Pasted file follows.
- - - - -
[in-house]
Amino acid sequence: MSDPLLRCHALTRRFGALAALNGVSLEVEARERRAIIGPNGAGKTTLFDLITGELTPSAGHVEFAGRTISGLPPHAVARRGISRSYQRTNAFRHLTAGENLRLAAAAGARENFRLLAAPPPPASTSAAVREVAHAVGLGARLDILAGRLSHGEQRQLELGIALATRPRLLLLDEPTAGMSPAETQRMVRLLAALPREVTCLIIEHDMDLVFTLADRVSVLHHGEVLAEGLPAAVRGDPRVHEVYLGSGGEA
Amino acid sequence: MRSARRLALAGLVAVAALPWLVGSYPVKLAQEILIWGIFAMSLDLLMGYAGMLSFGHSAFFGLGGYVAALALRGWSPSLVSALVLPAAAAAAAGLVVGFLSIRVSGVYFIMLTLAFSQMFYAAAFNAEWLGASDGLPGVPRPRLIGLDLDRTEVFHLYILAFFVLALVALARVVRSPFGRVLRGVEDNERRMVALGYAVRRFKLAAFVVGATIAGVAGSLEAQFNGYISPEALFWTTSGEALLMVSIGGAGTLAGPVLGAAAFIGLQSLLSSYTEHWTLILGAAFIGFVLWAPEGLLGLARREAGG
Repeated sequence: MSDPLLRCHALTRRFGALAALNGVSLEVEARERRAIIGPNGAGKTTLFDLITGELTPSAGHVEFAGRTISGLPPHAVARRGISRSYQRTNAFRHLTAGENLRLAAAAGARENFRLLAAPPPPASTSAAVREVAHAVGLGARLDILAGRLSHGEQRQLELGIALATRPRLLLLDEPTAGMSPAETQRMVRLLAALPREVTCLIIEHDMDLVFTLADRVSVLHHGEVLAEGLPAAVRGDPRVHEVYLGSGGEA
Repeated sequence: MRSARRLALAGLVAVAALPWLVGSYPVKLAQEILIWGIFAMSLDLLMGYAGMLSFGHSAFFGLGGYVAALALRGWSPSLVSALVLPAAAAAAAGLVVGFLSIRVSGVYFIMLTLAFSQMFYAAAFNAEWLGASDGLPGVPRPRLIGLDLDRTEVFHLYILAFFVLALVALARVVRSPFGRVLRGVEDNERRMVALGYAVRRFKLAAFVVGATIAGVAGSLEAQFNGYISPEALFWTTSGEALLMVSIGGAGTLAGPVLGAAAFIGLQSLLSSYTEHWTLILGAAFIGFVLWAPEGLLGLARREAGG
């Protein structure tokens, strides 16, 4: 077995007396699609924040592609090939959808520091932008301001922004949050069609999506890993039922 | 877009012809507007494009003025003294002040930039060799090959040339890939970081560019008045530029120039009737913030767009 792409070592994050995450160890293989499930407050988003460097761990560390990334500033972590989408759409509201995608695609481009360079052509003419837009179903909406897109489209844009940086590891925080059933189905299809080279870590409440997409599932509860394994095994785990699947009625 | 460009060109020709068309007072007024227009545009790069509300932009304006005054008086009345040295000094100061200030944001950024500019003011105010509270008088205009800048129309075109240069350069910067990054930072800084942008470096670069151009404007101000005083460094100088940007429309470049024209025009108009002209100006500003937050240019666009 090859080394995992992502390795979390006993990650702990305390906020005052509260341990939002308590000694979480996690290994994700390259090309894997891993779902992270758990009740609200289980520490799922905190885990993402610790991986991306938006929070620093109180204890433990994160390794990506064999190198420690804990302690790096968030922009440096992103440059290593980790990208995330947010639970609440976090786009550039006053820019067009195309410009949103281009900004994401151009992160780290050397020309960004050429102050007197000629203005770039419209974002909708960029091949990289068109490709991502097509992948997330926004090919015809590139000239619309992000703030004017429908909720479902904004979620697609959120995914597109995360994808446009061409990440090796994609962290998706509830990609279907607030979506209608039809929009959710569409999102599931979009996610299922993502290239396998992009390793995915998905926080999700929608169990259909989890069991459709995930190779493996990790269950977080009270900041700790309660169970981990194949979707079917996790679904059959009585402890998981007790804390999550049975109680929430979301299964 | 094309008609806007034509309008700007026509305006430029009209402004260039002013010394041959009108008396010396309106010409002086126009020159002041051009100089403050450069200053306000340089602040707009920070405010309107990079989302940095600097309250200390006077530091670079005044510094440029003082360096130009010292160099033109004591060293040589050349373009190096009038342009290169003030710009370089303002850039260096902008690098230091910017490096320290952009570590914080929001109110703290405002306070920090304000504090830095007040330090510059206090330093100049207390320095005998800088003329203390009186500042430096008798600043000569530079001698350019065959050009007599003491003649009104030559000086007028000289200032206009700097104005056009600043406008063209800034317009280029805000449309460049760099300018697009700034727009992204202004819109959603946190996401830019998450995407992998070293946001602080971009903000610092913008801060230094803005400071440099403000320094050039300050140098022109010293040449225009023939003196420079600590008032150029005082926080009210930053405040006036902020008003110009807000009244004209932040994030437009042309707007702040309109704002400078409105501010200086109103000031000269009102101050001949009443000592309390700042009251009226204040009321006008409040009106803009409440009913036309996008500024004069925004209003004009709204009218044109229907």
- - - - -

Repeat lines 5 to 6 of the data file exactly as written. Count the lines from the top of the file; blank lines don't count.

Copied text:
Repeated sequence: MRSARRLALAGLVAVAALPWLVGSYPVKLAQEILIWGIFAMSLDLLMGYAGMLSFGHSAFFGLGGYVAALALRGWSPSLVSALVLPAAAAAAAGLVVGFLSIRVSGVYFIMLTLAFSQMFYAAAFNAEWLGASDGLPGVPRPRLIGLDLDRTEVFHLYILAFFVLALVALARVVRSPFGRVLRGVEDNERRMVALGYAVRRFKLAAFVVGATIAGVAGSLEAQFNGYISPEALFWTTSGEALLMVSIGGAGTLAGPVLGAAAFIGLQSLLSSYTEHWTLILGAAFIGFVLWAPEGLLGLARREAGG
């Protein structure tokens, strides 16, 4: 077995007396699609924040592609090939959808520091932008301001922004949050069609999506890993039922 | 877009012809507007494009003025003294002040930039060799090959040339890939970081560019008045530029120039009737913030767009 792409070592994050995450160890293989499930407050988003460097761990560390990334500033972590989408759409509201995608695609481009360079052509003419837009179903909406897109489209844009940086590891925080059933189905299809080279870590409440997409599932509860394994095994785990699947009625 | 460009060109020709068309007072007024227009545009790069509300932009304006005054008086009345040295000094100061200030944001950024500019003011105010509270008088205009800048129309075109240069350069910067990054930072800084942008470096670069151009404007101000005083460094100088940007429309470049024209025009108009002209100006500003937050240019666009 090859080394995992992502390795979390006993990650702990305390906020005052509260341990939002308590000694979480996690290994994700390259090309894997891993779902992270758990009740609200289980520490799922905190885990993402610790991986991306938006929070620093109180204890433990994160390794990506064999190198420690804990302690790096968030922009440096992103440059290593980790990208995330947010639970609440976090786009550039006053820019067009195309410009949103281009900004994401151009992160780290050397020309960004050429102050007197000629203005770039419209974002909708960029091949990289068109490709991502097509992948997330926004090919015809590139000239619309992000703030004017429908909720479902904004979620697609959120995914597109995360994808446009061409990440090796994609962290998706509830990609279907607030979506209608039809929009959710569409999102599931979009996610299922993502290239396998992009390793995915998905926080999700929608169990259909989890069991459709995930190779493996990790269950977080009270900041700790309660169970981990194949979707079917996790679904059959009585402890998981007790804390999550049975109680929430979301299964 | 094309008609806007034509309008700007026509305006430029009209402004260039002013010394041959009108008396010396309106010409002086126009020159002041051009100089403050450069200053306000340089602040707009920070405010309107990079989302940095600097309250200390006077530091670079005044510094440029003082360096130009010292160099033109004591060293040589050349373009190096009038342009290169003030710009370089303002850039260096902008690098230091910017490096320290952009570590914080929001109110703290405002306070920090304000504090830095007040330090510059206090330093100049207390320095005998800088003329203390009186500042430096008798600043000569530079001698350019065959050009007599003491003649009104030559000086007028000289200032206009700097104005056009600043406008063209800034317009280029805000449309460049760099300018697009700034727009992204202004819109959603946190996401830019998450995407992998070293946001602080971009903000610092913008801060230094803005400071440099403000320094050039300050140098022109010293040449225009023939003196420079600590008032150029005082926080009210930053405040006036902020008003110009807000009244004209932040994030437009042309707007702040309109704002400078409105501010200086109103000031000269009102101050001949009443000592309390700042009251009226204040009321006008409040009106803009409440009913036309996008500024004069925004209003004009709204009218044109229907």